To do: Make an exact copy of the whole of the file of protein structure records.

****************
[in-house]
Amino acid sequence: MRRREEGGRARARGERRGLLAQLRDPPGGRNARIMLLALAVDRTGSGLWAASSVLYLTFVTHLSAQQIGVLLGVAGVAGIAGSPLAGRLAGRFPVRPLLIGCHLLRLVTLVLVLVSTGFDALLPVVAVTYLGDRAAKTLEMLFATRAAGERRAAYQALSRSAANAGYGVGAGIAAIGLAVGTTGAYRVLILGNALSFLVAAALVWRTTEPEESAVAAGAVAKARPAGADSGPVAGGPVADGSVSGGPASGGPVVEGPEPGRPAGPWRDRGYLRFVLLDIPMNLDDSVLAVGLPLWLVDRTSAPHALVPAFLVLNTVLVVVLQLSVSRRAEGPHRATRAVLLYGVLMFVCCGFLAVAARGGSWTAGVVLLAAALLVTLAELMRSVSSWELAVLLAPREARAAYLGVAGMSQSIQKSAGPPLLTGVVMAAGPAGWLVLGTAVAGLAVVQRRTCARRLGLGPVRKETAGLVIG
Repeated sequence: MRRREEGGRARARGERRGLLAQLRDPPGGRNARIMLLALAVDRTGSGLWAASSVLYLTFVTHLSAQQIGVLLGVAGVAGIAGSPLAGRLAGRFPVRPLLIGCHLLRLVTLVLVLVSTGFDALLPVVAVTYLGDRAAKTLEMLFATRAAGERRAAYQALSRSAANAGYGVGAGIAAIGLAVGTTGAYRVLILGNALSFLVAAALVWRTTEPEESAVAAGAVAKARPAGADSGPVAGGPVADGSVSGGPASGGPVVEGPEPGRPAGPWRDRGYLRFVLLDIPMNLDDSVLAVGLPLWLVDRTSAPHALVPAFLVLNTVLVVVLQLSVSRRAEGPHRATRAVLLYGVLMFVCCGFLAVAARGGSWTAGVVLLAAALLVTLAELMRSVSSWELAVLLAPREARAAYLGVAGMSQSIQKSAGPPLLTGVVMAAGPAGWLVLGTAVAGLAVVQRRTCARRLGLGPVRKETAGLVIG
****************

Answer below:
[in-house]
Amino acid sequence: MRRREEGGRARARGERRGLLAQLRDPPGGRNARIMLLALAVDRTGSGLWAASSVLYLTFVTHLSAQQIGVLLGVAGVAGIAGSPLAGRLAGRFPVRPLLIGCHLLRLVTLVLVLVSTGFDALLPVVAVTYLGDRAAKTLEMLFATRAAGERRAAYQALSRSAANAGYGVGAGIAAIGLAVGTTGAYRVLILGNALSFLVAAALVWRTTEPEESAVAAGAVAKARPAGADSGPVAGGPVADGSVSGGPASGGPVVEGPEPGRPAGPWRDRGYLRFVLLDIPMNLDDSVLAVGLPLWLVDRTSAPHALVPAFLVLNTVLVVVLQLSVSRRAEGPHRATRAVLLYGVLMFVCCGFLAVAARGGSWTAGVVLLAAALLVTLAELMRSVSSWELAVLLAPREARAAYLGVAGMSQSIQKSAGPPLLTGVVMAAGPAGWLVLGTAVAGLAVVQRRTCARRLGLGPVRKETAGLVIG
Repeated sequence: MRRREEGGRARARGERRGLLAQLRDPPGGRNARIMLLALAVDRTGSGLWAASSVLYLTFVTHLSAQQIGVLLGVAGVAGIAGSPLAGRLAGRFPVRPLLIGCHLLRLVTLVLVLVSTGFDALLPVVAVTYLGDRAAKTLEMLFATRAAGERRAAYQALSRSAANAGYGVGAGIAAIGLAVGTTGAYRVLILGNALSFLVAAALVWRTTEPEESAVAAGAVAKARPAGADSGPVAGGPVADGSVSGGPASGGPVVEGPEPGRPAGPWRDRGYLRFVLLDIPMNLDDSVLAVGLPLWLVDRTSAPHALVPAFLVLNTVLVVVLQLSVSRRAEGPHRATRAVLLYGVLMFVCCGFLAVAARGGSWTAGVVLLAAALLVTLAELMRSVSSWELAVLLAPREARAAYLGVAGMSQSIQKSAGPPLLTGVVMAAGPAGWLVLGTAVAGLAVVQRRTCARRLGLGPVRKETAGLVIG